By Elliott Greenblott
The final stretch. A few remaining days of Christmas shopping and a few more tips for safety from holiday scammers:
1. Beware of those on-line “Letters from Santa.” Many of these gifts for kids end up putting coal in your stocking. Scammers promise a letter from Santa along with a gift for the child who is on Santa’s “nice” list. All you need to do is provide some personal facts about the child, which might include age as well as your credit card information. Don’t take a chance. While many of these offers are legitimate, there are enough that are not and will cast a cloud over the holidays. If you want a letter from Santa and don’t want to do the writing, check the local high schools or community organizations. They often provide “Letters from Santa” for a small donation. This way you get your letter and provide cheer to a local resource.
2. Package delivery intercepts are on the rise. Protect yourself as well as recipients of your gifts by requiring a signature upon delivery. Another way to ensure safe package delivery is to register with the major parcel delivery services such as the U.S. Postal Service, UPS, and FedEx. You will receive advance notice of shipments to your address (year round) and can arrange for packages to be held a secure locations.
3. When shopping on-line, make sure the website used is the real website for the vendor. Con artists forge (spoof) web sites creating look-alike sites that mimic those of retailers. Check the URL (address line) for the website. For example, the site for Amazon is Amazon.com. Criminals may create a site with the name Amazon.biz or Amezon.com. Any time you are unsure of the legitimacy of a website, stop the purchase, close your browser, and restart the process.
4. Use credit cards as opposed to debit cards. Credit cards have a variety of safety provisions that allow you to challenge unauthorized purchases and do not require payment until the end of a billing cycle. A debit card immediately deducts the payment from your account and can require more steps when challenging purchases. Additionally, whenever using an ATM machine or a point-of-sale (POS) shopping terminal (self service checkout or the keypads that accept credit or debit cards) check for signs of tampering. For example, can you wiggle the card receptacle on the ATM? Can you insert the card properly without it jamming? Card skimmers and slimmers are everywhere.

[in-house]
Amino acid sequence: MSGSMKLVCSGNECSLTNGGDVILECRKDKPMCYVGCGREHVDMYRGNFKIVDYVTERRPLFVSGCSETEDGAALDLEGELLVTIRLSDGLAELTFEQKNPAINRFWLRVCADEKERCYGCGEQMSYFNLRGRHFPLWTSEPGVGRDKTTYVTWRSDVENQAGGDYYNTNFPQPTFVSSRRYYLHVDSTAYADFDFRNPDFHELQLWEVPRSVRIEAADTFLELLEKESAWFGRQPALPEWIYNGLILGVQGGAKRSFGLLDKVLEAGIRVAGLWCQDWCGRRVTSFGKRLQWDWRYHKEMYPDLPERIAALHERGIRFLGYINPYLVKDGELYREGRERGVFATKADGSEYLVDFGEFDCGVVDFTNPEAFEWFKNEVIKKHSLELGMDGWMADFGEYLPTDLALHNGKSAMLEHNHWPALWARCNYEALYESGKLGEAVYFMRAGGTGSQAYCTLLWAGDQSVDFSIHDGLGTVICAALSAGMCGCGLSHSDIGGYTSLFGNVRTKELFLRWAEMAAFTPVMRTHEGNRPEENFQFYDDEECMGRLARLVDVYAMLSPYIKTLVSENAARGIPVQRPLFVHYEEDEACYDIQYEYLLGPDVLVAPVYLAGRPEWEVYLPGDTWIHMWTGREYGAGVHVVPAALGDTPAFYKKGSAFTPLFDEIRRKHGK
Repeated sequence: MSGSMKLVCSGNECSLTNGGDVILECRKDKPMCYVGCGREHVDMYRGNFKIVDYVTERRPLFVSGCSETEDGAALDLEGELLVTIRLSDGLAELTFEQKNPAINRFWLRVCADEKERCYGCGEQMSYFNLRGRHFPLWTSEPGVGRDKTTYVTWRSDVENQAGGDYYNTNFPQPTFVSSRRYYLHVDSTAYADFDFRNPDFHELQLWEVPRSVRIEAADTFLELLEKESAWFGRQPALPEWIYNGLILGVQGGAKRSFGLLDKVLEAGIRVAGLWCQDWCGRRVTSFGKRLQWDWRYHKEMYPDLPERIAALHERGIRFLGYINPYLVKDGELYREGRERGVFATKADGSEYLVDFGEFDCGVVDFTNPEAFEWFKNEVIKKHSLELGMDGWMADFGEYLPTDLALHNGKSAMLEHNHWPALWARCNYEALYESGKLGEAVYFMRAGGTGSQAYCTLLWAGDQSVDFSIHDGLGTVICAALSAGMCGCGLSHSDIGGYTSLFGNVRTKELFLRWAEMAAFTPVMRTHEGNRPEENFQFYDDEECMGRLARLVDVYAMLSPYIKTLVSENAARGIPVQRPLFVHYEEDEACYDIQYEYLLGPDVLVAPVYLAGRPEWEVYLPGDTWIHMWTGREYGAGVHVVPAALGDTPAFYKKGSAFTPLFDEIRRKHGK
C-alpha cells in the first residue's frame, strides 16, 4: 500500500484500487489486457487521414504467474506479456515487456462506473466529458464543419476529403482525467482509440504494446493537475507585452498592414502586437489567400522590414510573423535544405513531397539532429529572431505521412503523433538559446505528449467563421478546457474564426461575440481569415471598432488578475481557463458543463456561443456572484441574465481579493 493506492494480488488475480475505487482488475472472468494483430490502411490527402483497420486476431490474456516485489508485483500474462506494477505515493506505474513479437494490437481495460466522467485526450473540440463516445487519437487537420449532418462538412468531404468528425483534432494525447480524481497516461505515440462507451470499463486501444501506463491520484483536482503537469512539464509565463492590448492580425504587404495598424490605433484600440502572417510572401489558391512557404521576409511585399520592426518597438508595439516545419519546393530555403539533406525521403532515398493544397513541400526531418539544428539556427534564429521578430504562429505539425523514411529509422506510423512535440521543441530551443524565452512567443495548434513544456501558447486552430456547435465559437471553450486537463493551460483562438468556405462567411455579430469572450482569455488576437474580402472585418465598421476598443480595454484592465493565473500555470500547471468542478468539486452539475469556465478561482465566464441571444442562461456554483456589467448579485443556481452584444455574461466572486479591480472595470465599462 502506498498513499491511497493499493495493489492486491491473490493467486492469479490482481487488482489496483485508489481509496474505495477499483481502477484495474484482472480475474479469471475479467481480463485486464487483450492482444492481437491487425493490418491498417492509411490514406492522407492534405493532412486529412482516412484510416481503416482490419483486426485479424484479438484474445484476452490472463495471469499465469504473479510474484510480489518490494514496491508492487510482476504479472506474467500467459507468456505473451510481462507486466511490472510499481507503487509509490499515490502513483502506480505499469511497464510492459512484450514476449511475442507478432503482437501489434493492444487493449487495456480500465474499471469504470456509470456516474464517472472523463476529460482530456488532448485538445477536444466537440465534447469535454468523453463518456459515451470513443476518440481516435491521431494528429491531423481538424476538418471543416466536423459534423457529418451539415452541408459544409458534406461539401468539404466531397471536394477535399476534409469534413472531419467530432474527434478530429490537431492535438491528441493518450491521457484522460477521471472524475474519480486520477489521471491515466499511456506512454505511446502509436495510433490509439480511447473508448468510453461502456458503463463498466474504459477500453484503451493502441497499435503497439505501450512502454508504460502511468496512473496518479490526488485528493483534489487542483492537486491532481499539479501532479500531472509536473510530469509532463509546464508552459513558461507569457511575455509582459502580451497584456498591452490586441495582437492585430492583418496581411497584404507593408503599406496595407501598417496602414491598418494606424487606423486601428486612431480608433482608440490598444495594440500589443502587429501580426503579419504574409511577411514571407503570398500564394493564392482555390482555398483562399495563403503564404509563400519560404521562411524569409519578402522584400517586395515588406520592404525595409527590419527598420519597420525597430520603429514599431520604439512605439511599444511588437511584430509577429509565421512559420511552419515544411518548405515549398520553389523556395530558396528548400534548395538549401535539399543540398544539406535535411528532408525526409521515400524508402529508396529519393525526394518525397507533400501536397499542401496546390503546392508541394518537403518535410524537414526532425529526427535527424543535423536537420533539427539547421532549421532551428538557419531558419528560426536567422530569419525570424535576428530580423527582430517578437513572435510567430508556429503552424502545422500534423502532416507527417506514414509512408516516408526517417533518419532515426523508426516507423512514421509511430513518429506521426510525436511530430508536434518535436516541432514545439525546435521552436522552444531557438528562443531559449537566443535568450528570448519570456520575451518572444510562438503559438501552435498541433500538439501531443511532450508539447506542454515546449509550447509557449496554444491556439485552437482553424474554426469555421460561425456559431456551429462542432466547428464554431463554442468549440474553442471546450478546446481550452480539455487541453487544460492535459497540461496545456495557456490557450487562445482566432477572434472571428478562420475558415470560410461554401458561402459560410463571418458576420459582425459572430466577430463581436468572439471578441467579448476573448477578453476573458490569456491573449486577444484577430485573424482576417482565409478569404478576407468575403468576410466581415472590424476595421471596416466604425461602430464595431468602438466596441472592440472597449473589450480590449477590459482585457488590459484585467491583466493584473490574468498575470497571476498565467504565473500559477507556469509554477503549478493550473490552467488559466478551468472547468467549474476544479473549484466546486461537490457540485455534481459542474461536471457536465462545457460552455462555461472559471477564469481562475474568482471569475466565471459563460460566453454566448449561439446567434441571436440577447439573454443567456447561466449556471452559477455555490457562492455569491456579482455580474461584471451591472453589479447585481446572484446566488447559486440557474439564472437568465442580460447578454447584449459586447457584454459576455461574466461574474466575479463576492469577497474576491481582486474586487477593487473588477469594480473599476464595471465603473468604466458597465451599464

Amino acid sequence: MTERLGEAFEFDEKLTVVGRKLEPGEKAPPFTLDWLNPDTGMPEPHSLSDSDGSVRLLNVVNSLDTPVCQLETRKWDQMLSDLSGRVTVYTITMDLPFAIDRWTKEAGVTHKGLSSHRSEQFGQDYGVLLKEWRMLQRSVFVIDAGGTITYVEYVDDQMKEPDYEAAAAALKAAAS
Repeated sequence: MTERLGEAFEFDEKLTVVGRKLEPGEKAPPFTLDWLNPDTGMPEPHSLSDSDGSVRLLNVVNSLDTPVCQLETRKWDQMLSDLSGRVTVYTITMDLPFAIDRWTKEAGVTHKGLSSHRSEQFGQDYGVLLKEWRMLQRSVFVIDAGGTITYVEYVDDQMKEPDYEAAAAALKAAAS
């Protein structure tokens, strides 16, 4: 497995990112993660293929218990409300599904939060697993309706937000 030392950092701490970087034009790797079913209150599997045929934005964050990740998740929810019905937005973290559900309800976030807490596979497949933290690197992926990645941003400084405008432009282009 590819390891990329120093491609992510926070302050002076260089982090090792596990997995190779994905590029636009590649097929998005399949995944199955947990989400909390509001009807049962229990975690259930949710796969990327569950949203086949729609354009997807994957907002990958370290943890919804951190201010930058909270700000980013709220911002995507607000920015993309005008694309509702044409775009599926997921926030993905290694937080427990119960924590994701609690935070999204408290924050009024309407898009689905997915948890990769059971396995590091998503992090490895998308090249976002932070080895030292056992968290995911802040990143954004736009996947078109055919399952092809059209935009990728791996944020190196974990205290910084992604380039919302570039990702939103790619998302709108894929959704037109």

5. Pickpockets are everywhere. Last week my wife and I were in Paris and approached by a group of teenage girls seeking signatures on petitions. As we were mobbed, my wife’s wallet was slipped out of her purse, to be discovered missing less than an hour later. In situations like this, the thief ends up with access to licenses, credit cards, cash, and possibly other personal documents. Be sure to secure your valuables whenever in public but particularly when in crowded locations such as malls or holiday markets. If you discover a loss such as what I described, immediately contact any bank or credit card companies to freeze, cancel, and reissue documents and cards. In venues such as malls or stores, report the loss to the mall authorities as well as law enforcement. (In our situation, we were extremely lucky. A good Samaritan found the wallet, called our home in Vermont, and returned the wallet. We were out some euros and dollars but that appears to be all we lost. At the start of our trip I insisted on creating an inventory of our wallets with contact numbers so there was no guess work as to what was lost or who to contact.)
Scammers are posing as the Social Security Administration claiming social security numbers have been compromised and are seeking to gain access to your Social Security number. Hang up! Do not provide personal information or payment.
The scammers may have a realistic-looking number for Social Security Administration on Caller ID.
Help stop scams by sharing the information with someone you know.
Elliott Greenblott is a retired educator and the Vermont coordinator of the AARP Fraud Watch Network.
If you’d like to leave a comment (or a tip or a question) about this story with the editors, please
email us. We also welcome letters to the editor for publication; you can do that by
filling out our letters form and submitting it to the newsroom.